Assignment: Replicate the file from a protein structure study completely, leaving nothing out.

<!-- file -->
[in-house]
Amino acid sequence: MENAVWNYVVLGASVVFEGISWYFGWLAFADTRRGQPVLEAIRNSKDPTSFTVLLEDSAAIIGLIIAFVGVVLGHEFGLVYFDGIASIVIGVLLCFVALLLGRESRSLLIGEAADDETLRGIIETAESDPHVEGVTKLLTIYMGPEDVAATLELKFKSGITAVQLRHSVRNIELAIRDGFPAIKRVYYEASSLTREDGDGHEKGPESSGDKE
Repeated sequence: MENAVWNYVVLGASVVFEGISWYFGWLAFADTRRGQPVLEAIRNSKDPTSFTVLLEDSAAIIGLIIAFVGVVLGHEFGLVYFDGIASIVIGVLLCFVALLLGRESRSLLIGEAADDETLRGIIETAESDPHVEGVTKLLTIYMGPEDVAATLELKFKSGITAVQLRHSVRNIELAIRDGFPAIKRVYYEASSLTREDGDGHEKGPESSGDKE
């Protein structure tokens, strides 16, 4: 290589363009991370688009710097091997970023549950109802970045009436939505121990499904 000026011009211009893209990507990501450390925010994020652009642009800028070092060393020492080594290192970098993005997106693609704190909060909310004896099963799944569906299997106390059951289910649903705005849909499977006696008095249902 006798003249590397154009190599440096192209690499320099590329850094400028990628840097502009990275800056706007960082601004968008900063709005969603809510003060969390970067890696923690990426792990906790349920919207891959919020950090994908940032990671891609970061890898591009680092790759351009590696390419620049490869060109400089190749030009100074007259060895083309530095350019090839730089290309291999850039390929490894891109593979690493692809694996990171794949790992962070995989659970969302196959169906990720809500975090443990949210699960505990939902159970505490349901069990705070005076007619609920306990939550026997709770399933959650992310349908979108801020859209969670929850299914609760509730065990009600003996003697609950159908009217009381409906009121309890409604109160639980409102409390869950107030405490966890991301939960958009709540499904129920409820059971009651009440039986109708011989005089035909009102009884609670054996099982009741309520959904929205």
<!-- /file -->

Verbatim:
[in-house]
Amino acid sequence: MENAVWNYVVLGASVVFEGISWYFGWLAFADTRRGQPVLEAIRNSKDPTSFTVLLEDSAAIIGLIIAFVGVVLGHEFGLVYFDGIASIVIGVLLCFVALLLGRESRSLLIGEAADDETLRGIIETAESDPHVEGVTKLLTIYMGPEDVAATLELKFKSGITAVQLRHSVRNIELAIRDGFPAIKRVYYEASSLTREDGDGHEKGPESSGDKE
Repeated sequence: MENAVWNYVVLGASVVFEGISWYFGWLAFADTRRGQPVLEAIRNSKDPTSFTVLLEDSAAIIGLIIAFVGVVLGHEFGLVYFDGIASIVIGVLLCFVALLLGRESRSLLIGEAADDETLRGIIETAESDPHVEGVTKLLTIYMGPEDVAATLELKFKSGITAVQLRHSVRNIELAIRDGFPAIKRVYYEASSLTREDGDGHEKGPESSGDKE
């Protein structure tokens, strides 16, 4: 290589363009991370688009710097091997970023549950109802970045009436939505121990499904 000026011009211009893209990507990501450390925010994020652009642009800028070092060393020492080594290192970098993005997106693609704190909060909310004896099963799944569906299997106390059951289910649903705005849909499977006696008095249902 006798003249590397154009190599440096192209690499320099590329850094400028990628840097502009990275800056706007960082601004968008900063709005969603809510003060969390970067890696923690990426792990906790349920919207891959919020950090994908940032990671891609970061890898591009680092790759351009590696390419620049490869060109400089190749030009100074007259060895083309530095350019090839730089290309291999850039390929490894891109593979690493692809694996990171794949790992962070995989659970969302196959169906990720809500975090443990949210699960505990939902159970505490349901069990705070005076007619609920306990939550026997709770399933959650992310349908979108801020859209969670929850299914609760509730065990009600003996003697609950159908009217009381409906009121309890409604109160639980409102409390869950107030405490966890991301939960958009709540499904129920409820059971009651009440039986109708011989005089035909009102009884609670054996099982009741309520959904929205």